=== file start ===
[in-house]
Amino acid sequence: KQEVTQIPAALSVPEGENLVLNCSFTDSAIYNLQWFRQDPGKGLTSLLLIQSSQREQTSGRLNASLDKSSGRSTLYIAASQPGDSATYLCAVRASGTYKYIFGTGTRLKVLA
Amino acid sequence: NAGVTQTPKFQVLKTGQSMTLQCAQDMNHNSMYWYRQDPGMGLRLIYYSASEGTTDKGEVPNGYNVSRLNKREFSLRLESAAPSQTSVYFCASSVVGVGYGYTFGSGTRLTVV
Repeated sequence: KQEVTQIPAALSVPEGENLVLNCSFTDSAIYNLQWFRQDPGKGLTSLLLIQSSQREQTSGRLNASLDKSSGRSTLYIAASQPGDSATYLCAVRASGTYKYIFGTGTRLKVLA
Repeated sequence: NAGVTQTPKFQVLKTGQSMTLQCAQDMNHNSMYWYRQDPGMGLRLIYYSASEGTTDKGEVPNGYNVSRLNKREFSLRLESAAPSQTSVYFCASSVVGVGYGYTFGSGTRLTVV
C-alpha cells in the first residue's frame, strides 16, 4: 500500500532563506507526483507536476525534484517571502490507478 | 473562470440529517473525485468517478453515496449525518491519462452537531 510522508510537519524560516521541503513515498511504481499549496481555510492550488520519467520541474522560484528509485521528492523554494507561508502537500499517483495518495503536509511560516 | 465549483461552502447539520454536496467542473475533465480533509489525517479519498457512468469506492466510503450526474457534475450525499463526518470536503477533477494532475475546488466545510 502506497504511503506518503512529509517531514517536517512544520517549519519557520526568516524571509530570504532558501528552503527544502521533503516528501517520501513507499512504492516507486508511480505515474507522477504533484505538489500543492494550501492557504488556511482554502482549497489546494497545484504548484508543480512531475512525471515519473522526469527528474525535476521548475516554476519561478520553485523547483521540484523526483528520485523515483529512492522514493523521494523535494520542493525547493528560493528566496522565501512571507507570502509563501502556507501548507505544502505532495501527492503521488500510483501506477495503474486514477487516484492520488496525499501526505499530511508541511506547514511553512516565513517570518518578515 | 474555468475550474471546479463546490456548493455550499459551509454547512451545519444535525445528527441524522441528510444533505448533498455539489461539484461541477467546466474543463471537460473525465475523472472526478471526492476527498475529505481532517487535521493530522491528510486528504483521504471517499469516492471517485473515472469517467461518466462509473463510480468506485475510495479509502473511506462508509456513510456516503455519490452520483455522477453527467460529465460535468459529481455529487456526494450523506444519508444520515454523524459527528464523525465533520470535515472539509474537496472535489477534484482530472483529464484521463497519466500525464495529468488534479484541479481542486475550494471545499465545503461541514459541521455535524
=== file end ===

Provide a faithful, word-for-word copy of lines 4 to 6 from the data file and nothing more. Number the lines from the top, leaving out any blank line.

Repeated sequence: KQEVTQIPAALSVPEGENLVLNCSFTDSAIYNLQWFRQDPGKGLTSLLLIQSSQREQTSGRLNASLDKSSGRSTLYIAASQPGDSATYLCAVRASGTYKYIFGTGTRLKVLA
Repeated sequence: NAGVTQTPKFQVLKTGQSMTLQCAQDMNHNSMYWYRQDPGMGLRLIYYSASEGTTDKGEVPNGYNVSRLNKREFSLRLESAAPSQTSVYFCASSVVGVGYGYTFGSGTRLTVV
C-alpha cells in the first residue's frame, strides 16, 4: 500500500532563506507526483507536476525534484517571502490507478 | 473562470440529517473525485468517478453515496449525518491519462452537531 510522508510537519524560516521541503513515498511504481499549496481555510492550488520519467520541474522560484528509485521528492523554494507561508502537500499517483495518495503536509511560516 | 465549483461552502447539520454536496467542473475533465480533509489525517479519498457512468469506492466510503450526474457534475450525499463526518470536503477533477494532475475546488466545510 502506497504511503506518503512529509517531514517536517512544520517549519519557520526568516524571509530570504532558501528552503527544502521533503516528501517520501513507499512504492516507486508511480505515474507522477504533484505538489500543492494550501492557504488556511482554502482549497489546494497545484504548484508543480512531475512525471515519473522526469527528474525535476521548475516554476519561478520553485523547483521540484523526483528520485523515483529512492522514493523521494523535494520542493525547493528560493528566496522565501512571507507570502509563501502556507501548507505544502505532495501527492503521488500510483501506477495503474486514477487516484492520488496525499501526505499530511508541511506547514511553512516565513517570518518578515 | 474555468475550474471546479463546490456548493455550499459551509454547512451545519444535525445528527441524522441528510444533505448533498455539489461539484461541477467546466474543463471537460473525465475523472472526478471526492476527498475529505481532517487535521493530522491528510486528504483521504471517499469516492471517485473515472469517467461518466462509473463510480468506485475510495479509502473511506462508509456513510456516503455519490452520483455522477453527467460529465460535468459529481455529487456526494450523506444519508444520515454523524459527528464523525465533520470535515472539509474537496472535489477534484482530472483529464484521463497519466500525464495529468488534479484541479481542486475550494471545499465545503461541514459541521455535524